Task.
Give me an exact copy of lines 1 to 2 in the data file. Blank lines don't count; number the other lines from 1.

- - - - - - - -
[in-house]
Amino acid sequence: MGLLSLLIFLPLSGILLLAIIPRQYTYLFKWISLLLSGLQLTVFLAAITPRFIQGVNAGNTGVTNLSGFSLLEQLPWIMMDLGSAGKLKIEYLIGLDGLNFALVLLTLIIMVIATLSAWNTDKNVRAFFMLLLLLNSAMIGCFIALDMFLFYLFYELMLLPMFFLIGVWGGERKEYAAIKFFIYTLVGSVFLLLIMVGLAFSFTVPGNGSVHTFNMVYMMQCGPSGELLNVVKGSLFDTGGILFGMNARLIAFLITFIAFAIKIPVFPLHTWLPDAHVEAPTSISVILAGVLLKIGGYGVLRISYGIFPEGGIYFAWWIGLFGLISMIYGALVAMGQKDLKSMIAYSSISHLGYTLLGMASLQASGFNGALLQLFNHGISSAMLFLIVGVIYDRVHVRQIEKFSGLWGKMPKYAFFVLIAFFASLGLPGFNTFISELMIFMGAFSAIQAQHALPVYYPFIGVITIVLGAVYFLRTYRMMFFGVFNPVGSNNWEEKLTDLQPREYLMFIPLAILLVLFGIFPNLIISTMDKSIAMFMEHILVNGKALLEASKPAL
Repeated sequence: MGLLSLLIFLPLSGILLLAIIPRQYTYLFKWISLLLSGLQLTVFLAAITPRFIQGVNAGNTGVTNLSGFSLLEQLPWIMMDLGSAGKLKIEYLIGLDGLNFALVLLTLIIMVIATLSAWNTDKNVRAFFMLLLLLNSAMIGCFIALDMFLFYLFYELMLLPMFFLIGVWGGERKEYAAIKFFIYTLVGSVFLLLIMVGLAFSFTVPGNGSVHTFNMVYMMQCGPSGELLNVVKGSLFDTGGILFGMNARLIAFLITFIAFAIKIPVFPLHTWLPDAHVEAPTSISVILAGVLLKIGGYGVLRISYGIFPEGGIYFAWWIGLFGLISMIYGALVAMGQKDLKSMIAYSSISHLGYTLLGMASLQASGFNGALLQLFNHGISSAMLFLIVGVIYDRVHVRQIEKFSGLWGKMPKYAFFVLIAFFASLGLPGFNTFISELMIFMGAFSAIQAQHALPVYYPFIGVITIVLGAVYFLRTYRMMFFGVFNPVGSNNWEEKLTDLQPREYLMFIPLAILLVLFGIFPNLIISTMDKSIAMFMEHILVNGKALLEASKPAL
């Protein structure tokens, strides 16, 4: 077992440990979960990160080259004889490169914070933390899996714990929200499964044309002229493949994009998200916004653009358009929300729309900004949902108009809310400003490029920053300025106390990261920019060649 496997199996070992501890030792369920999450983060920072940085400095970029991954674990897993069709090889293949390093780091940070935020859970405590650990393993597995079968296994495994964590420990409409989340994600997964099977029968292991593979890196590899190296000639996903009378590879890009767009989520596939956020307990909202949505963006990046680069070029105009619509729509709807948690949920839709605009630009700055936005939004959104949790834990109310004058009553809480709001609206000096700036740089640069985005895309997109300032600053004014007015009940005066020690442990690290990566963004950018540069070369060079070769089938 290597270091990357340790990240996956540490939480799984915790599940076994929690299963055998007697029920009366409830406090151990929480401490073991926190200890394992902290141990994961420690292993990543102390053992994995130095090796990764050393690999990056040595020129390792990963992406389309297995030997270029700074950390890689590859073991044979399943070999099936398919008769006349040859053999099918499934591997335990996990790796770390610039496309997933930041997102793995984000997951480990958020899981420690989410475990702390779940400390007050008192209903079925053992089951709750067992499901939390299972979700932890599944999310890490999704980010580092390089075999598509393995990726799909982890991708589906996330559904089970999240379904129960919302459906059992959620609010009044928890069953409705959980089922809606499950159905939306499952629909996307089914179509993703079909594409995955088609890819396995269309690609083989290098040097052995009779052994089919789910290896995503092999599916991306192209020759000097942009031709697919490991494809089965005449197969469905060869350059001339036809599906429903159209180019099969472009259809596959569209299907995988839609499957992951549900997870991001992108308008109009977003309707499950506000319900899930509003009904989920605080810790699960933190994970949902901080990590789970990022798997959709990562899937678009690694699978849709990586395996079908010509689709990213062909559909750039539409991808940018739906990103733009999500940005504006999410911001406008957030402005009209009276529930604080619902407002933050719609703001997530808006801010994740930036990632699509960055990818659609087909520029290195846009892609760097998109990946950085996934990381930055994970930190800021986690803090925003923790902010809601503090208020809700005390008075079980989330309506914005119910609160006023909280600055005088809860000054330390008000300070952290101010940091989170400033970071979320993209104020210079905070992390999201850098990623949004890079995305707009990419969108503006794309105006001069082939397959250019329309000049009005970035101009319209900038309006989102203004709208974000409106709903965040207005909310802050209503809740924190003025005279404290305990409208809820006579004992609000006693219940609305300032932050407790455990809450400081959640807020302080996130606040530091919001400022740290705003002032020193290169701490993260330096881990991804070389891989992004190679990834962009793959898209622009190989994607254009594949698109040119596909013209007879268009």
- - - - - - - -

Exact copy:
[in-house]
Amino acid sequence: MGLLSLLIFLPLSGILLLAIIPRQYTYLFKWISLLLSGLQLTVFLAAITPRFIQGVNAGNTGVTNLSGFSLLEQLPWIMMDLGSAGKLKIEYLIGLDGLNFALVLLTLIIMVIATLSAWNTDKNVRAFFMLLLLLNSAMIGCFIALDMFLFYLFYELMLLPMFFLIGVWGGERKEYAAIKFFIYTLVGSVFLLLIMVGLAFSFTVPGNGSVHTFNMVYMMQCGPSGELLNVVKGSLFDTGGILFGMNARLIAFLITFIAFAIKIPVFPLHTWLPDAHVEAPTSISVILAGVLLKIGGYGVLRISYGIFPEGGIYFAWWIGLFGLISMIYGALVAMGQKDLKSMIAYSSISHLGYTLLGMASLQASGFNGALLQLFNHGISSAMLFLIVGVIYDRVHVRQIEKFSGLWGKMPKYAFFVLIAFFASLGLPGFNTFISELMIFMGAFSAIQAQHALPVYYPFIGVITIVLGAVYFLRTYRMMFFGVFNPVGSNNWEEKLTDLQPREYLMFIPLAILLVLFGIFPNLIISTMDKSIAMFMEHILVNGKALLEASKPAL